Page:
Teresa Paschke will study early American needlework and embroidery in the Upper Mississippi Valley. Paschke is paid about $66,000.

Nicole Valenzuela will go to France and work “to develop turtles as a model for human health.” She earns around $87,000.

 At the University of Northern Iowa…

Soo Hostetler is interested in a type of Korean traditional folk paintings called “Minhwa,” so she will use her sabbatical to “create modern expressions in the Minhwa style by interpreting the traditional symbolism of the characters through an illustrated narrative form of storytelling using digital technology and graphic design.” Hostetler earns around $60,000.

Chris W. Ogbondah will “make a critical analysis of global media coverage of terrorism in Africa.” He will visit archives in London and Nigeria. Ogbondah earns about $90,000.

M.D. Salim will work on “a web-based decision support system for optimizing snow removal assets in varying temperatures.” Salim earns about $82,000.

Meantime, the professors who took sabbaticals two years ago have reported back in.

John Cameron of the University of Iowa didn’t fare so well. He completed writing two television pilots with a partner, but the first “was abandoned due to artistic differences” and the second went through four rewrites but was declined by Sony Television Pictures. A third script, which he wrote alone, is “under consideration” by Sony. Still, “the work has expanded the Theatre Arts Department’s industry contacts and enhanced the placement network for our students.”

Armando Duarte “completed extensive on-site research in Brazil” for a book, “Dance, Samba and Carnival, the Choreography of the Brazilian Schools of Samba Parades.”

Michael Moore worked on a book called “Brief History of a Hatred: The Cadaver Trial of Pope Formosus.” The study “helped him to gain notice among historians internationally.”

Katherine Tachau set out to write a 200-page monograph called “Scientists, Painters, and Apothecaries: Making and Theorizing About Color at Paris in the 13th-14th Centuries.” It was, she reports, “an optimistic goal” that was only partly achieved. She continues to work on the project “at a slower pace.” The study’s “society benefits are primarily indirect.” …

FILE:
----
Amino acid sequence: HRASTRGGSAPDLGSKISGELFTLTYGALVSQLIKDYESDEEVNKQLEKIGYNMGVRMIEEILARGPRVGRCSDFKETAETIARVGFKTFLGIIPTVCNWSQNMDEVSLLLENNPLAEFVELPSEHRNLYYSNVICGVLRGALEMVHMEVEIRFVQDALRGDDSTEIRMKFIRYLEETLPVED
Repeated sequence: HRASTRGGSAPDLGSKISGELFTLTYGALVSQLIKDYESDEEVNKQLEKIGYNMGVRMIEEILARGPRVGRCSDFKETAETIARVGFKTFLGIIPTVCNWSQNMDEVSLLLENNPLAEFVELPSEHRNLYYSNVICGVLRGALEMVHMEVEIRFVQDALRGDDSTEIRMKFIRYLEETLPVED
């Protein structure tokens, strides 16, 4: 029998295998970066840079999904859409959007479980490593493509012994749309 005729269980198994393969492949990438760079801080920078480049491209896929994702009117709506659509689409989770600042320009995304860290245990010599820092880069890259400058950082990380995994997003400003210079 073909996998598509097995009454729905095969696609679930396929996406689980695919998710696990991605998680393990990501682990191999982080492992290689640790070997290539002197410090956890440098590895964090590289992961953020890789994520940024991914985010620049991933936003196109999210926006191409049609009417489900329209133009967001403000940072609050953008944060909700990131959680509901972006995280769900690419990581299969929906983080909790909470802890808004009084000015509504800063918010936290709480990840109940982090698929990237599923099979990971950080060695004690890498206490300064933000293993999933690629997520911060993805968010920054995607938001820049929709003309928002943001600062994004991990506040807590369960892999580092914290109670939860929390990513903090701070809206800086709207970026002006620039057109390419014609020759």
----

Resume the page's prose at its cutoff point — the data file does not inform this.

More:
More Regents news:

The University of Iowa plans to give an honorary degree next spring to Bill Bryson, the Des Moines native who moved to England and has sold more nonfiction books than anyone in British history. He was honored the other night at the annual Des Moines Library banquet as well. He is the son of Bill Bryson, long a sportswriter at The Des Moines Register, and Mary McGuire Bryson, long a writer there in what once was called the women’s department. Mary Bryson, who in 1935 was the first female editor of the Drake Times-Delphic newspaper as well as Drake Relays queen, is 101 and lives in Des Moines. Bill Bryson — the one being honored — is a Drake graduate.

The University of Northern Iowa plans to award an honorary degree to retiring Sen. Tom Harkin — an Iowa State graduate — and to Gayle Rose, a musician and businesswoman in Memphis whose achievements include, among other things, being “instrumental in bringing the NBA Grizzlies basketball team from Vancouver to Memphis.”  A third degree at UNI will go to Simon Estes, the great opera singer from Centerville. …

The Hotel Fort Des Moines, a storied fixture downtown that opened in 1919, is being sold by Jeff Hunter, who has owned it since 1999 and whose family has owned it since 1977. The buyer is the Patel family, the Burlington-based hotel owners who recently opened the Hampton Inn and Marriott Residence Inn downtown. The price is $5 million.

The hotel probably will become a Hilton, but it might keep the venerable Fort Des Moines name.

The hotel has been a political gathering place for decades, and guests have included Charles Lindbergh and Mae West and at least a dozen United States Presidents. It was designed by the once prominent architecture firm of Proudfoot, Bird and Rawson and is on the National Register of Historic Places.

CVA_27 PAGE 6Hunter met with employees Monday afternoon and introduced them to the buyer. The new owners will completely renovate the famed hotel, a renovation “that I had hoped to accomplish myself,” Hunter says. He says the sale is scheduled to close Dec. 15 and construction probably will start in the late summer of 2015.

“The Patels are as intrigued by the hotel’s history and its statewide role as I have been, and I think they will be good stewards for such an iconic building,” Hunter says. He’ll retain no ownership interest in the hotel but will keep his interest in the restaurant Django.

“Django stays as it is,” he says. CV